This study reports exceptional penetrations of the Sharpchin Barracudina Paralepis coregonoides into pelagic, open-sea sediment traps in the Levant Basin of the SE Mediterranean Sea. This first substantiated record of the species at the Levant Basin has been observed in two sediment traps at 180 and 280 m depth, 50 km offshore the coast of Israel. Over one year of deployment (November 2016 till November 2017), 483 adult individuals have been repeatedly entrapped inside the automatic sediment traps that were covered with a 25 mm baffler mesh for the first half year and then replaced with a smaller 10 mm mesh for the second half. This undesirable catch of such an elusive and understudied species enabled us to revise its distribution, abundance and genetic divergence. The continuous entrapment throughout the year of sexually mature individuals has confirmed that this species is common to the SE Mediterranean. In order to avoid unwanted entrapments that disrupt biogeochemical sediment studies, the installation of small mesh size nets on the conventional sediment trap openings must be considered in the pelagic zone of the SE Mediterranean, and probably elsewhere.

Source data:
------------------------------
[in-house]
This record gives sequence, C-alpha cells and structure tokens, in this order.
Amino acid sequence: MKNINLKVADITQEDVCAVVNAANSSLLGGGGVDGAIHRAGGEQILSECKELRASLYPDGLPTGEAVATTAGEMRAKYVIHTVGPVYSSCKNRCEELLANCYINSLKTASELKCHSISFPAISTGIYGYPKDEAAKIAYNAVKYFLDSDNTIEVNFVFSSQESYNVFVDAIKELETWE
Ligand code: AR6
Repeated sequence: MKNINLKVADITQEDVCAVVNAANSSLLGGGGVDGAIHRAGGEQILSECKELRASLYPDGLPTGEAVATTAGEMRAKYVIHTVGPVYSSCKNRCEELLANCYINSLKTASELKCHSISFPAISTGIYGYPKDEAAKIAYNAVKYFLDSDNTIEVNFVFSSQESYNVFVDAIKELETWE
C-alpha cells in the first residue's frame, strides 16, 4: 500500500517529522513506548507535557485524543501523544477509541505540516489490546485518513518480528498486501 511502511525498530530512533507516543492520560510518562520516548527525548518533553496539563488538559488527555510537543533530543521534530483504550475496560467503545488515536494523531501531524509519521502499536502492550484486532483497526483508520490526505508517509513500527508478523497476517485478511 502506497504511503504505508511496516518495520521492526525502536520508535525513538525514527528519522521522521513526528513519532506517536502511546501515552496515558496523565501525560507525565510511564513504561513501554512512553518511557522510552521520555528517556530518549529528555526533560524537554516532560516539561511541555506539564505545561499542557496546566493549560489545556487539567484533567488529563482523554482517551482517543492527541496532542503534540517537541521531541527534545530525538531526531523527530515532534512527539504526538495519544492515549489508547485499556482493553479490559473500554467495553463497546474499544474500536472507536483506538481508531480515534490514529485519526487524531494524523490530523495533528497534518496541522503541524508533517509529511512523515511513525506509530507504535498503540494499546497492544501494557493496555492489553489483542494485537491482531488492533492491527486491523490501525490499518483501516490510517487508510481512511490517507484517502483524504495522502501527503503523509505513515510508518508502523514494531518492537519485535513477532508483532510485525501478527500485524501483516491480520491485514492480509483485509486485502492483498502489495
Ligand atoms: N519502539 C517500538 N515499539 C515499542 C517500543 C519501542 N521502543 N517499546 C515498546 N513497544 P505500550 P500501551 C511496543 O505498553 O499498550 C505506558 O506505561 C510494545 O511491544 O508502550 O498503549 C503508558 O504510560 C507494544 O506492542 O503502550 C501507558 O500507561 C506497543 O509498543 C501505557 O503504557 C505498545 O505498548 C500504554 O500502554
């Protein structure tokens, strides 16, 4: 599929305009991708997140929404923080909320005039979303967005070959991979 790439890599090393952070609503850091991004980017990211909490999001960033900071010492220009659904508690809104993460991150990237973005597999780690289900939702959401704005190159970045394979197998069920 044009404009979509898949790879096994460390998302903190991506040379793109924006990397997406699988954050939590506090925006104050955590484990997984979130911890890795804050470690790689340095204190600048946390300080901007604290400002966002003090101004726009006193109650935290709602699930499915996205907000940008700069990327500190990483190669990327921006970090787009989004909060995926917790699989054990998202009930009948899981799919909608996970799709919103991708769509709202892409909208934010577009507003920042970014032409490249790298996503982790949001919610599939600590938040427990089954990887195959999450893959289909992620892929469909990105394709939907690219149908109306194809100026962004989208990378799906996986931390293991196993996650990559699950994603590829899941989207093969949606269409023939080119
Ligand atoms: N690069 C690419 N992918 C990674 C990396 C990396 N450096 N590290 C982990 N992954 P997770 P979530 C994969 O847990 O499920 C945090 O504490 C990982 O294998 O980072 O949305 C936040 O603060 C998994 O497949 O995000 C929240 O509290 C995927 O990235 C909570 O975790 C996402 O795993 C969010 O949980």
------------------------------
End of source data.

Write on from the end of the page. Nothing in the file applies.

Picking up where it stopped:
Bibliographical noteFunding Information:
We thank the Mediterranean Sea Research Center of Israel (MERCI) for its partial support in establishing and running the DeepLev station. We also thank the North American Friends of Israel Oceanographic and Limnological Research (IOLR) and Wolfson Foundation via Bar Ilan University (BIU) for their financial support. We thank the IOLR electronic, sea operations and marine physical departments for invaluable help with facilities and technical operations in establishing and running the DeepLev station. We thank the engineers of the machine shop at BIU for their help in the buildup of mooring and attached devices. This project was partly funded by the Israel Science Foundation grant ISF 25/2014. We thank the Israeli Ministries of Energy and Environmental Protection for their support in related activities in frame of the National Monitoring Program for Israeli Mediterranean Waters. We also thank the captain and crew of the R/V 'Bat Galim' for their assistance.